SM: I often give talks at art schools in New York and beyond and it always strikes me that most of those privileged kids are basically wasting their trust funds creating fictional narcissistic social media identities or masturbating over some magazine pages. Truth to be told, I meet more young creatives online than in real life and I’m very fascinated by this extreme narcissism and exhibitionism. I come from a generation that used typewriters, Xerox and fax machines and worked hard to produce every analog image and word we published. Now it seems everything and everyone is just a click of a button away. Easy comes, easy goes? But is it going to last? Let’s see how these virtual girls will do in the material world. Who knows—maybe they’ll forever remain digital slaves of their fake online personas.

 

Whose work has recently piqued an interest?

BLaB: Well, I love the Russian artist Pyotr Pavlensky, who I've chatted with a bit on Instagram. You know, the guy that nailed his ball sack to a stone in Red Square in Moscow, or who wraps himself up in concertina wire, or has himself nailed inside a tiny plastic box and placed in front of a bougie fashion show. He's really political and kind of crazy and super sexy. And I also have a big crush on Andrea.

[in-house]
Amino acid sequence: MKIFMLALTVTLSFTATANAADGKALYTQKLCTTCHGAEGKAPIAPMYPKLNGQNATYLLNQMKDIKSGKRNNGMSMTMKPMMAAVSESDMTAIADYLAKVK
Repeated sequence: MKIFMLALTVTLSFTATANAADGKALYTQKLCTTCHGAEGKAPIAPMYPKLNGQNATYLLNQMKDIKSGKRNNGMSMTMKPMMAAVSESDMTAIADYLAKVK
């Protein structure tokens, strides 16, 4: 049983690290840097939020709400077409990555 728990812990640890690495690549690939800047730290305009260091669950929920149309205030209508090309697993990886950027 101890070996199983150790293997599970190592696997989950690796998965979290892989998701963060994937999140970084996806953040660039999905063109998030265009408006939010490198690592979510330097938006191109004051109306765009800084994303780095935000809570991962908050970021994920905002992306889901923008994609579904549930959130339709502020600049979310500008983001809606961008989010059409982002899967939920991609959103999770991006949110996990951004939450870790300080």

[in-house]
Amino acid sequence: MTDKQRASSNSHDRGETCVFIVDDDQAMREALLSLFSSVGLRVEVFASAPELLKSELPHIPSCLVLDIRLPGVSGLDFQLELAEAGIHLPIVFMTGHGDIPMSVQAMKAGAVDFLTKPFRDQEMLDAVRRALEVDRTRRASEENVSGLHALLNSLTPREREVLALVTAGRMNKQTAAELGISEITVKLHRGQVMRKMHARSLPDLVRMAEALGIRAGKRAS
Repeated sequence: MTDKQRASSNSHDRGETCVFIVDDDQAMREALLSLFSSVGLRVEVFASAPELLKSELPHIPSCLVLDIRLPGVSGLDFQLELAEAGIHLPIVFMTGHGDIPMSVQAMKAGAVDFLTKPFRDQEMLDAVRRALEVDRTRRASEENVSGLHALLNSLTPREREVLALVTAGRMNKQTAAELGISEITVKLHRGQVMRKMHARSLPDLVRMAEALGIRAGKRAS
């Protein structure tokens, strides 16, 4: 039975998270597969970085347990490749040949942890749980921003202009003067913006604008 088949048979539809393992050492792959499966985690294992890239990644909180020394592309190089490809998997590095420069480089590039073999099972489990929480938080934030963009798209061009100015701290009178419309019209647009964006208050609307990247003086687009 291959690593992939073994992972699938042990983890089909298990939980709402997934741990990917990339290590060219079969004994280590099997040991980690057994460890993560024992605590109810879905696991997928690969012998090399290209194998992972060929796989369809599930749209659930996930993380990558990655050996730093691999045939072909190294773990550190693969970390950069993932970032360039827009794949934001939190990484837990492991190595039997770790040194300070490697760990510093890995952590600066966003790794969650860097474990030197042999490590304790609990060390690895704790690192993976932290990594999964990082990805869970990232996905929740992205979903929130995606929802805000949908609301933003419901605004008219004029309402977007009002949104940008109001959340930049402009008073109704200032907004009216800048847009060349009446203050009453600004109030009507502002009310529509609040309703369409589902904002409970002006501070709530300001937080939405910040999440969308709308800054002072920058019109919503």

SM: Yes, Pyotr Pavlensky. Also Voina (War) Group, which graffitied a giant erect penis right in front of the FSB (former KGB) headquarters in St. Petersburg. Without Voina there would be no Pussy Riot. Despite Putin’s oppression, there are still many incredible talents living and working in Russia—Gosha Rubchinskiy, Andrey Bartenev, Oleg Kulik, Sergey Bratkov, Arsen Savadov, Blue Noses, AES+F group, Fyodor Pavlov-Andreevich…. These are my dear friends, but please forgive me if I’m forgetting someone!


Do you worry inspiration will ever run dry?

BLaB: Nope. 

SM: My inspiration doesn’t let me sleep at night. Too much to do, too little time!